3 Biotech Stocks With a Lot to Prove at ASH 2019

It's nearly time for the annual get-together of the American Society of Hematology (ASH). There will be presentations from too many drugmakers for any one person to absorb, but at least three will be worthy of more attention than most.

A cellular cancer therapy from Celgene that Bristol-Myers Squibb (NYSE: BMY) hasn't quite paid for yet will finally get a day in the spotlight. An easy-to-swallow tablet from ArQule (NASDAQ: ARQL) will have a chance to shine. We'll also get a closer look at clinical data from a candidate Eli Lilly (NYSE: LLY) bought from Loxo Oncology earlier this year.

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1. Celgene: Contingent value trifecta?

When Bristol-Myers Squibb acquired Celgene earlier this year, each Celgene share was exchanged for one share of Bristol-Myers Squibb, $50 in cash, and a contingent value right (CVR). The CVR is basically a lottery ticket worth $9 if the FDA approves ozanimod and liso-cel by the end of 2020, and ide-cel by March 31, 2021. Unfortunately for former Celgene shareholders, all three new drug candidates need to succeed on time or the CVR's worth nothing.

The Transcend NHL 001 study with liso-cel began with 342 advanced lymphoma patients, but only 255 made it to an efficacy evaluation after receiving liso-cell that had been manufactured from their own blood cells. These were hard-to-treat patients who had relapsed or failed to respond following at least two previous courses of treatment. Among those evaluated, an impressive 53% achieved complete remission.

The FDA has already approved two similar therapies that aim for the same target, and liso-cell's complete remission rate isn't much better than the competition. That means the FDA might not be eager to approve liso-cel if its safety record doesn't look competitive. We already know that four patients in the Transcend study died from treatment-related side effects, so the company has a lot of explaining to do when it presents these results in detail at ASH.

2. ArQule: Overcoming resistance

Imbruvica is a Bruton's tyrosine kinase (BTK) inhibitor for newly diagnosed leukemia patients with annual sales above $5 billion and still growing. At least 80% of people treated with Imbruvica develop some level of resistance, and that's where ArQule could make itself extremely useful.

ArQule is developing a reversible BTK inhibitor called ARQ-531 for patients who have developed resistance to Imbruvica. ArQule ran a phase 1 trial with ARQ-531 and 40 patients who relapsed following at least two lines of standard treatment. Investigators didn't log any complete remissions, but 10 of the patients achieved a partial response.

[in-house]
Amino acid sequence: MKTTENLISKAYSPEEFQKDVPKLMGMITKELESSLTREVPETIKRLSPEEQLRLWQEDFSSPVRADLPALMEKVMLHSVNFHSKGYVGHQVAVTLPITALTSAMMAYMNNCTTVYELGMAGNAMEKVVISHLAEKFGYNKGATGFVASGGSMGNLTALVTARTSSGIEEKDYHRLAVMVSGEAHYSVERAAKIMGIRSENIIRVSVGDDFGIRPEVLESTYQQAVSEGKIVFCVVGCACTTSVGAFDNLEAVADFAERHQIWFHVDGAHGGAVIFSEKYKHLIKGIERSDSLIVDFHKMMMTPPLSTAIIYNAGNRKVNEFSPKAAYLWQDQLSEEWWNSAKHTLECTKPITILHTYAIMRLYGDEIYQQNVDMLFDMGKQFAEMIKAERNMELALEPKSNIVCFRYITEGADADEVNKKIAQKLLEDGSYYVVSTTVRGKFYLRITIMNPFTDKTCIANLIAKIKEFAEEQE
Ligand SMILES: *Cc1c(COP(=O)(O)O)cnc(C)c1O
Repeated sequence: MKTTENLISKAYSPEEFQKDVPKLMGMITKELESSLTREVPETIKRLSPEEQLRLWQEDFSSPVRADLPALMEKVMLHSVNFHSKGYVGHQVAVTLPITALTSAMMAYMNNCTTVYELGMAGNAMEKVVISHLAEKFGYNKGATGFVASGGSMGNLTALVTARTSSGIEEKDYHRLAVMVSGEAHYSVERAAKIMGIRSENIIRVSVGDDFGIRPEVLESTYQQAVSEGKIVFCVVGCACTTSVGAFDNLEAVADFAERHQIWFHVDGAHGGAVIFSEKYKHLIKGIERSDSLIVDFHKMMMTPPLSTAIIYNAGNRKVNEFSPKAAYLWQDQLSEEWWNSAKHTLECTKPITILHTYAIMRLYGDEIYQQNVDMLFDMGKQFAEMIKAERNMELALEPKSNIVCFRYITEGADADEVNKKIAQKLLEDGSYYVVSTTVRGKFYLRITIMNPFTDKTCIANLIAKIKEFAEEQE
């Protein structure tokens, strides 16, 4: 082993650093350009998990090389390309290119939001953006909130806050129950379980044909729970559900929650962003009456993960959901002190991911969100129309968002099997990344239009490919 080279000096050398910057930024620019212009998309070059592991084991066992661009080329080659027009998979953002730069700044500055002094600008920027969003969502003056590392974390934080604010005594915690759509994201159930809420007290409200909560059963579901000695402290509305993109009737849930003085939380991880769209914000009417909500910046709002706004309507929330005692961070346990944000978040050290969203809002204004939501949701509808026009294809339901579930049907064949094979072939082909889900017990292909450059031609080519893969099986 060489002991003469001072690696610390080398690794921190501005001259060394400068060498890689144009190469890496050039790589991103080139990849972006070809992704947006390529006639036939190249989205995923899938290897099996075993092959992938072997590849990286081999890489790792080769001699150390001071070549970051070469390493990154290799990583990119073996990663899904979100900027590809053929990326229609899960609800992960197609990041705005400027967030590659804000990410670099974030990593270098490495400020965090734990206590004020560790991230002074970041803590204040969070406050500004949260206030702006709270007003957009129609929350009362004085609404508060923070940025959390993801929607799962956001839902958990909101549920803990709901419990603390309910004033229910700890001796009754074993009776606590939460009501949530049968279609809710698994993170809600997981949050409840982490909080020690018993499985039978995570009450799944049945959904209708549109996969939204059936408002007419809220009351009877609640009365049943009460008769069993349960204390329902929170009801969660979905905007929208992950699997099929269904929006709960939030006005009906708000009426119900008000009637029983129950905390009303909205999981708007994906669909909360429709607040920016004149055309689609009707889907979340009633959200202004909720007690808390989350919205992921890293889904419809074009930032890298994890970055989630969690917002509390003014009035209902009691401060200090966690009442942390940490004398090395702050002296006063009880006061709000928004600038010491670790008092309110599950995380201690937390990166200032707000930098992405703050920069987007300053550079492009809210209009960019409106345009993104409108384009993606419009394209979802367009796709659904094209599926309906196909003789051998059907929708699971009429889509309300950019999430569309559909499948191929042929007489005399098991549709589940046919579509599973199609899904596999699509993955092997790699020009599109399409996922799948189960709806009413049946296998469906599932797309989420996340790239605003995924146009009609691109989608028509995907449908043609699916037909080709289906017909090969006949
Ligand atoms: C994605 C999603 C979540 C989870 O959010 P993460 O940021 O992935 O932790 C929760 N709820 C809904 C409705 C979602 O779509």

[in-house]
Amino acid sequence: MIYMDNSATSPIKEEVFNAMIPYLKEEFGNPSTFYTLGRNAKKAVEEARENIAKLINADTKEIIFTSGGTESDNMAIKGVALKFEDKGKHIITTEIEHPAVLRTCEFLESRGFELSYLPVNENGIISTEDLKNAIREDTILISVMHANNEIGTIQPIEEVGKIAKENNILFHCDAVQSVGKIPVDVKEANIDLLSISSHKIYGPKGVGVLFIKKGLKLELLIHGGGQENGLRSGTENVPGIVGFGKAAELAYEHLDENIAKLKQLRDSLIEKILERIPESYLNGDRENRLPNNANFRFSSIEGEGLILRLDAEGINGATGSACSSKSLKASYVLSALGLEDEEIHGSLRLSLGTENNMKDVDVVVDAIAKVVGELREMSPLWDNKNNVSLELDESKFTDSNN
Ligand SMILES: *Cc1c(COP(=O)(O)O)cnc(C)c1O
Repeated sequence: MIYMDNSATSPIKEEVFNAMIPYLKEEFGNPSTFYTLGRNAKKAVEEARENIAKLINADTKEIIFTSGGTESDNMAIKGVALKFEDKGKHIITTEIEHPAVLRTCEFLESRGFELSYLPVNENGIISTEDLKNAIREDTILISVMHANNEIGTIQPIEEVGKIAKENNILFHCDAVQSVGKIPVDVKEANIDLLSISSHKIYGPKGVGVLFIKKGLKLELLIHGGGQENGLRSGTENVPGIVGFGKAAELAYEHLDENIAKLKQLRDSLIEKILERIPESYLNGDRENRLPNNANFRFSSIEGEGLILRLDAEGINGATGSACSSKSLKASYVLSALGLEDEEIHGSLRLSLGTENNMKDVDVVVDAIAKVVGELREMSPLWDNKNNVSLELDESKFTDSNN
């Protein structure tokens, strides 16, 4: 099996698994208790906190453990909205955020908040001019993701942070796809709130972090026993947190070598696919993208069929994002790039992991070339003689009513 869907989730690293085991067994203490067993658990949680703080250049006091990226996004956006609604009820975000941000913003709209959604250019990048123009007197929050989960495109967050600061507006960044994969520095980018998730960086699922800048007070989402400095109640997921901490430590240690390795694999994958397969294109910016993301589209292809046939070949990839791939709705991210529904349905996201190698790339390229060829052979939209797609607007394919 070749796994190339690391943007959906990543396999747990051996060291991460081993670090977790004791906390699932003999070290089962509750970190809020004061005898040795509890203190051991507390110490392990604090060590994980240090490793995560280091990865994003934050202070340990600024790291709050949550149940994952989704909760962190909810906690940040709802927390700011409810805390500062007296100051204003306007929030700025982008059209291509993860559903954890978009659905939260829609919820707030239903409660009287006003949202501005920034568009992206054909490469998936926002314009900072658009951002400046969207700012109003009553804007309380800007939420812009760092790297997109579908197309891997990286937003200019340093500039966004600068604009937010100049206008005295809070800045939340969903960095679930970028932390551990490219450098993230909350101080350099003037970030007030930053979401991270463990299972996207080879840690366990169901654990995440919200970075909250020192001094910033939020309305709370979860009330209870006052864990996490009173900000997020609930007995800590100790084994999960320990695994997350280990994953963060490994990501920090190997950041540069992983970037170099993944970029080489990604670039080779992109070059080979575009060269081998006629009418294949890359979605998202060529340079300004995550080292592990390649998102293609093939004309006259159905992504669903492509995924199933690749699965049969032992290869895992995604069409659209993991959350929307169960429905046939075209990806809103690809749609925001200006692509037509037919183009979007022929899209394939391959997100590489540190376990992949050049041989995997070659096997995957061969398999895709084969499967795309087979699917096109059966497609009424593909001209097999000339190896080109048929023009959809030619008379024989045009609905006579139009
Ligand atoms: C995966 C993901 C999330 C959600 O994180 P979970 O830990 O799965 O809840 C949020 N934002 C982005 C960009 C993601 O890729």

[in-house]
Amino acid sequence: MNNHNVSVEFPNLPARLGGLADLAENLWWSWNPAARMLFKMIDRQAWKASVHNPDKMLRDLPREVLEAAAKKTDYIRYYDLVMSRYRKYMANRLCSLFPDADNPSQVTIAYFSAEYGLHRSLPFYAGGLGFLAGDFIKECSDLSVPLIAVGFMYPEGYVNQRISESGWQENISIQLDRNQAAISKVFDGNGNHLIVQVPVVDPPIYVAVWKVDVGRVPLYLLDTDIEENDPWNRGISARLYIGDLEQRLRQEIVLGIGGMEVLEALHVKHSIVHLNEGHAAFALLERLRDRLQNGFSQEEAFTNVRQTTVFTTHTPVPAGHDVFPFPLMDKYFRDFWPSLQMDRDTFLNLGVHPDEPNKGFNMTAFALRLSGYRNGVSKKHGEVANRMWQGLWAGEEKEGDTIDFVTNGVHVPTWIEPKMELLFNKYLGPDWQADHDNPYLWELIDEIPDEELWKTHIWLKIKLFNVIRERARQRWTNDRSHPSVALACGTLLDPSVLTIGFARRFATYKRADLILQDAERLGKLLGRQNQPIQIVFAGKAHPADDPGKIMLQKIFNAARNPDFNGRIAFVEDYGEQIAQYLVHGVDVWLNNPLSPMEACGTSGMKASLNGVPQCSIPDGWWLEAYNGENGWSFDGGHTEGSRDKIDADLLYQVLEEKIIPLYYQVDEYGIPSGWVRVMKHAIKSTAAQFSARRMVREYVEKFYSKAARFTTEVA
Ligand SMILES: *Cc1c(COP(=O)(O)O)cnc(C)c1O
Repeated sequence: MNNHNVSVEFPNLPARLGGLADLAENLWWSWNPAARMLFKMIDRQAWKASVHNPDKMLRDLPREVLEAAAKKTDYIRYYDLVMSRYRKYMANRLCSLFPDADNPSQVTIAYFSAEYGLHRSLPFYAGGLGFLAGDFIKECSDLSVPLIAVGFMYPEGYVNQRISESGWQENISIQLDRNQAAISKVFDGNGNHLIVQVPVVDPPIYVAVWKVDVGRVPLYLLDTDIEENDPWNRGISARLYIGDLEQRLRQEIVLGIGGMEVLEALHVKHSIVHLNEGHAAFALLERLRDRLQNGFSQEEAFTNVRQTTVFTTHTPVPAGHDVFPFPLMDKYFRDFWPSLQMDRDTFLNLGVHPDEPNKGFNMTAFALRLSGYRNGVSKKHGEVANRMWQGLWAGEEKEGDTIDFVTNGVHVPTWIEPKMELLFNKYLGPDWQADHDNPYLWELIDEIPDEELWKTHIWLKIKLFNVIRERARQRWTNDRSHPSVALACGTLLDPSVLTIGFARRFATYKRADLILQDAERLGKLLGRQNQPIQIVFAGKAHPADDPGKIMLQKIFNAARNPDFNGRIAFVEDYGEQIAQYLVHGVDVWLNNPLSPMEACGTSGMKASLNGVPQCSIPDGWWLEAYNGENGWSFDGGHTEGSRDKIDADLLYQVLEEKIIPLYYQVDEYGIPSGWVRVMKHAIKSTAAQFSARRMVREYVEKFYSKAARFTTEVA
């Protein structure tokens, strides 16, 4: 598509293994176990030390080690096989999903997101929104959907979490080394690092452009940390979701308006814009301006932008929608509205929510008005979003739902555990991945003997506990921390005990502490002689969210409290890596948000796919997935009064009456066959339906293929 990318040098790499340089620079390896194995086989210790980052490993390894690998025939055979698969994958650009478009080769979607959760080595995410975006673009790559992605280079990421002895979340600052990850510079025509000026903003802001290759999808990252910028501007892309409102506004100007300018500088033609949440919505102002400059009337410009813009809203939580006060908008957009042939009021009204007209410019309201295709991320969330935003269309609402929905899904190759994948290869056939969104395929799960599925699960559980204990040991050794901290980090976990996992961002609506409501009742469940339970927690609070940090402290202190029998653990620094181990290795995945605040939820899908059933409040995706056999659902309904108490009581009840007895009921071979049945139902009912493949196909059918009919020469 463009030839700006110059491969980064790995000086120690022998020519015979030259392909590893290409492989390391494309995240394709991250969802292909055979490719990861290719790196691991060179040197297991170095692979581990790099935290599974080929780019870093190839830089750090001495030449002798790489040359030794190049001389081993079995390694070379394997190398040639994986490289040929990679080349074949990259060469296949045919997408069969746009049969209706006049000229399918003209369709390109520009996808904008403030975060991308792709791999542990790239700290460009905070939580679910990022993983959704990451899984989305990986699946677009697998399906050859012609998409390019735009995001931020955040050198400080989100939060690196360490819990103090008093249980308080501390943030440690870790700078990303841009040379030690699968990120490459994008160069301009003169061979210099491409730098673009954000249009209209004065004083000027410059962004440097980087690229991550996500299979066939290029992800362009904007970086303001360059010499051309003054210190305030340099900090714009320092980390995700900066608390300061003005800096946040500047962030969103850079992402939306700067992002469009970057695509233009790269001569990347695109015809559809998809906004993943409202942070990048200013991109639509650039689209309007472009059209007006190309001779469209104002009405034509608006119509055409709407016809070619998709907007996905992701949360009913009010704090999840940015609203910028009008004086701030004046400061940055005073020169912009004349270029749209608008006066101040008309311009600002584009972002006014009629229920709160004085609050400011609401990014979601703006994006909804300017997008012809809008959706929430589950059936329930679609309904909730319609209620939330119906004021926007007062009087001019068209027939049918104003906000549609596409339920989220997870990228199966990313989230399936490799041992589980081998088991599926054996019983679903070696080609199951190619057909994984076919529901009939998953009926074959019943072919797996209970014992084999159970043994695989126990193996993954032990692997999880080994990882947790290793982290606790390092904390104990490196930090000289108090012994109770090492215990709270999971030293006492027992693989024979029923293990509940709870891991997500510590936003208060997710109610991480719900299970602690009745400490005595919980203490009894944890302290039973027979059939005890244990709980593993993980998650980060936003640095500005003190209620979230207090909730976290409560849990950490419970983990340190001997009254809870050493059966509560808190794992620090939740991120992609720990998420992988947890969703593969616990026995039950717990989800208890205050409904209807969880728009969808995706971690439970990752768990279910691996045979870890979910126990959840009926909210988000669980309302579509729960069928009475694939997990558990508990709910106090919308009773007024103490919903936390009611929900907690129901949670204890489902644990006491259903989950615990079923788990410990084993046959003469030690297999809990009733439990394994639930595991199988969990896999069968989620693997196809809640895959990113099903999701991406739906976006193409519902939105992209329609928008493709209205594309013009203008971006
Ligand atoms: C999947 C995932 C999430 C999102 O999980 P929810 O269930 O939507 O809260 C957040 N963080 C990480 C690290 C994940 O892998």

Partial responses from 25% of patients treated is not a thrilling result, but it isn't too bad considering the heavily pretreated patients enrolled. Drawing conclusions from small numbers of patients with different disease types who received different dosages is challenging. When ArQule presents results from its phase 1 study at ASH 2019, investors want to look out for any sign the early response rate score could worsen.

Smiling woman in scrubs and safety goggles in a lab.

Image source: Getty Images.

3. Eli Lilly: Concept proved

Earlier this year, Eli Lilly dished out $8 billion in cash to acquire Loxo Oncology, which had a BTK inhibitor of its own in pre-clinical-stage development called LOXO-305. At ASH 2019, Lilly will present human proof-of-concept data from a phase 1 study with LOXO-305 and patients with an assortment of blood cancers who don't respond to Imbruvica.

Among the first eight patients treated and evaluated, seven exhibited tumor shrinkage. Although the early look suggests Lilly's candidate could win in a fight with ARQ-531, LOXO-305 didn't lead to any complete responses, either.

The snapshot we have of Lilly's BTK inhibitor was recorded in July, and there's a good chance that Lilly will present some data from at least a few more patients treated with LOXO-305.

Looking out

Investors holding $9 lottery tickets from Celgene should probably hold on to them. There's a pretty good chance that all three new drug candidates will earn approval in time.

ArQule's developing a handful of late-clinical-stage candidates, but a large portion of the company's recent $1.1 billion market cap could evaporate if the responses that ARQ-531 elicits aren't durable. ArQule stock could also slide if more data from Lilly's BTK inhibitor falls in line with the impressive response rates previously reported.

You shouldn't buy or sell stocks based solely on ASH 2019 presentations, but Lilly's a fairly safe bet. The pharma giant is large enough that LOXO-305 could flop and the stock wouldn't get beaten down very far.

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Cory Renauer has no position in any of the stocks mentioned. The Motley Fool owns shares of and recommends Bristol-Myers Squibb. The Motley Fool has a disclosure policy.

The views and opinions expressed herein are the views and opinions of the author and do not necessarily reflect those of Nasdaq, Inc.

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